Salvador | The IMF calls for the withdrawal of bitcoin as legal tender

(Washington) The International Monetary Fund on Tuesday urged El Salvador to remove bitcoin as legal tender, warning of “significant risks associated with its use for financial stability, financial integrity and consumer protection.”

Posted on January 27

Delphine TOUITOU
France Media Agency

This is a serious setback for the Salvadoran government as the Central American country became the first country in the world to adopt this cryptocurrency on September 7, 13 years after its creation.

The recommendation from the international institution in Washington also casts further discredit on bitcoin, which is particularly volatile.

The first decentralized cryptocurrency has seen its price boosted by the appetite of traditional finance for this new type of investment. After starting 2021 around $20,000, it soared to over $60,000 before experiencing sharp reversals.

The IMF Executive Board urges “the authorities [du Salvador] to reduce the scope of the bitcoin law by removing the legal status of bitcoin,” the institution explained in a press release.

“Some directors also expressed concern about the risks associated with issuing bitcoin-backed bonds,” the text adds.

Bitcoin today has legal value in El Salvador in the same way as the US dollar, which itself replaced the national currency 20 years ago.

Its adoption as a second legal tender was decried in the fall during protests in the streets of San Salvador against the government’s economic policy.

The demonstrators, shouting “the scam”, believed that the adoption of this currency would harm the economy.

Concern of regulators

In November, the Fund itself warned against using bitcoin, given its high volatility.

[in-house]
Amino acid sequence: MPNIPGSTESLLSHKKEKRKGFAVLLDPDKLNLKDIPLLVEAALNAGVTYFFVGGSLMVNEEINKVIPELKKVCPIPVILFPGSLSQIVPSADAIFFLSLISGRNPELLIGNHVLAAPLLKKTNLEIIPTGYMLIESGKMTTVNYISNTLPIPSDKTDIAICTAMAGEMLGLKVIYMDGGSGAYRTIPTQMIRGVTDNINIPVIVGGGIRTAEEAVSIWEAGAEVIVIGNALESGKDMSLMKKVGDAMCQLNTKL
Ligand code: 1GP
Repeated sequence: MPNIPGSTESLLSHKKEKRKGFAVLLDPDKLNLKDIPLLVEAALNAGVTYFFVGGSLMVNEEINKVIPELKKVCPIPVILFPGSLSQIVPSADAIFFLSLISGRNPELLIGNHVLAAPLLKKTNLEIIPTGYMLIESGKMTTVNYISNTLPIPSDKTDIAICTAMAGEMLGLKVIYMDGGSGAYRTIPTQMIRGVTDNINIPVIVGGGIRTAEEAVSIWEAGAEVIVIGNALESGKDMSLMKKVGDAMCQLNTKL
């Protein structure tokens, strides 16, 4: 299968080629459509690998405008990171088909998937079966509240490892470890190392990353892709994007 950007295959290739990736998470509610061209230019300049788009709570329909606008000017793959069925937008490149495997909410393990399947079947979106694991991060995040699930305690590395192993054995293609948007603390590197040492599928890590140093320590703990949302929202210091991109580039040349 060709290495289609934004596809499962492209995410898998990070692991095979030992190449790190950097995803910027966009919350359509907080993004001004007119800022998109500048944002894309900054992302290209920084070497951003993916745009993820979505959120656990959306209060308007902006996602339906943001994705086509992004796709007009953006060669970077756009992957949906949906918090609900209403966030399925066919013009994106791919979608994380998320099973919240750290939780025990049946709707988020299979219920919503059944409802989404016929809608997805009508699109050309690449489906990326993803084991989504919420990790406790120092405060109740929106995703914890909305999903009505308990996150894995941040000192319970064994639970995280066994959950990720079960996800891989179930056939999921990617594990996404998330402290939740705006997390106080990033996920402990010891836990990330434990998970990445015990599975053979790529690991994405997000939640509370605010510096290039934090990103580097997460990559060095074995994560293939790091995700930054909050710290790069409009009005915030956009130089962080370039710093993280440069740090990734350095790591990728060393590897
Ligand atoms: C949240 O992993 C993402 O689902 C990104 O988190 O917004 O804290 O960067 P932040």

His recommendation on Tuesday comes on the occasion of the publication of the annual report on the economic situation of El Salvador.

He recalls that the pandemic interrupted 10 years of growth, “but El Salvador is rebounding quickly” thanks to “robust” external demand, “resilient” remittances and “good management of the pandemic”.

The Salvadoran economy had contracted by 7.9% in 2020, before growing by around 10% in 2021. The IMF expects growth of 3.2% this year.

But “public debt vulnerabilities have emerged,” continues the Fund. “Persistent budget deficits and high debt service lead to large and growing financing needs,” he notes.

It is in this context that bitcoin was adopted.

However, this “entails great risks for financial and market integrity, financial stability and consumer protection”, details the Fund. “It can also create contingent liabilities,” he notes.

The cryptocurrency hit a six-month low of $32,970 on Monday.

Bitcoin’s decline began when streaming platform Netflix announced plans for a sharp slowdown in subscriber growth, sending its stock price plummeting and dragging other US tech stocks down in its wake.

Additionally, as prices soar across the globe, the prospect of a US Federal Reserve (Fed) rate hike is driving investors away from riskier assets.

In addition, regulators are increasingly concerned about the place that cryptocurrencies take in the economy. In Russia, the Russian Central Bank thus proposed last Thursday the prohibition of investments and payments in cryptocurrencies.

More moderate, the Spanish market regulator has strongly regulated advertising for trading platforms, and similar measures are being studied elsewhere in Europe, particularly in the United Kingdom and Italy.

The world’s main central banks are studying the possibility of adopting a digital currency to avoid leaving this space to private actors, but they are concerned about the risks to financial stability.

Last week, the US central bank (Fed) indicated that it was still undecided on whether or not to create a digital dollar.

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